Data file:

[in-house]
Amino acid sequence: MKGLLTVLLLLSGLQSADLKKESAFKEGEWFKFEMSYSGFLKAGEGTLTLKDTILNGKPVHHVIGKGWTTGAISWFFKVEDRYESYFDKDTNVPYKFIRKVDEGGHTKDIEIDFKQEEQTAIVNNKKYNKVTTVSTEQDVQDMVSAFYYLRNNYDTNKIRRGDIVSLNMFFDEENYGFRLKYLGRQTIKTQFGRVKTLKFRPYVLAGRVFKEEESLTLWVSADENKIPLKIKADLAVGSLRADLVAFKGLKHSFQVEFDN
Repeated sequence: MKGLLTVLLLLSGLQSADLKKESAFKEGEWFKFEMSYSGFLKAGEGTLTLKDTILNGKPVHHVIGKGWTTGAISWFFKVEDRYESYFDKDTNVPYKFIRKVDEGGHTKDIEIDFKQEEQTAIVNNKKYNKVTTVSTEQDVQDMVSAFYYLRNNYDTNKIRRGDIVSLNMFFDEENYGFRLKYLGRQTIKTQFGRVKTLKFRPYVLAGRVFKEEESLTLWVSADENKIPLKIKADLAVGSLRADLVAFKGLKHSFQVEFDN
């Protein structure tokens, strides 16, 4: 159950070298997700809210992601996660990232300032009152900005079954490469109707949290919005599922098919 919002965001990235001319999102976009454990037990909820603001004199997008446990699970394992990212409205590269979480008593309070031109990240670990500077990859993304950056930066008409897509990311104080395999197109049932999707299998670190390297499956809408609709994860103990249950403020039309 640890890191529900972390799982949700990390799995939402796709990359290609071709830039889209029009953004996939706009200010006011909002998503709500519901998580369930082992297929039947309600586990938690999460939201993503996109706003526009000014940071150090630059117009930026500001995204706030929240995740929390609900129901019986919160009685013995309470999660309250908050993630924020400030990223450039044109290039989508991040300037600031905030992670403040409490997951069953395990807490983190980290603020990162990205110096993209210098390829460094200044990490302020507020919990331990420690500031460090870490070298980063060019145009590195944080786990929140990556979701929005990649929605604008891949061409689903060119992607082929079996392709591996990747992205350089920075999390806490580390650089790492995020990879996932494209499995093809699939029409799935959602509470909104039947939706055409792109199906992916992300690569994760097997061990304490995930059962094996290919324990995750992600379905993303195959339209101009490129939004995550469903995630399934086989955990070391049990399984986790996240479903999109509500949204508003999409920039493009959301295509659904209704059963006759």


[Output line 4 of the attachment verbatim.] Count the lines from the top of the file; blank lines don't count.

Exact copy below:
């Protein structure tokens, strides 16, 4: 159950070298997700809210992601996660990232300032009152900005079954490469109707949290919005599922098919 919002965001990235001319999102976009454990037990909820603001004199997008446990699970394992990212409205590269979480008593309070031109990240670990500077990859993304950056930066008409897509990311104080395999197109049932999707299998670190390297499956809408609709994860103990249950403020039309 640890890191529900972390799982949700990390799995939402796709990359290609071709830039889209029009953004996939706009200010006011909002998503709500519901998580369930082992297929039947309600586990938690999460939201993503996109706003526009000014940071150090630059117009930026500001995204706030929240995740929390609900129901019986919160009685013995309470999660309250908050993630924020400030990223450039044109290039989508991040300037600031905030992670403040409490997951069953395990807490983190980290603020990162990205110096993209210098390829460094200044990490302020507020919990331990420690500031460090870490070298980063060019145009590195944080786990929140990556979701929005990649929605604008891949061409689903060119992607082929079996392709591996990747992205350089920075999390806490580390650089790492995020990879996932494209499995093809699939029409799935959602509470909104039947939706055409792109199906992916992300690569994760097997061990304490995930059962094996290919324990995750992600379905993303195959339209101009490129939004995550469903995630399934086989955990070391049990399984986790996240479903999109509500949204508003999409920039493009959301295509659904209704059963006759």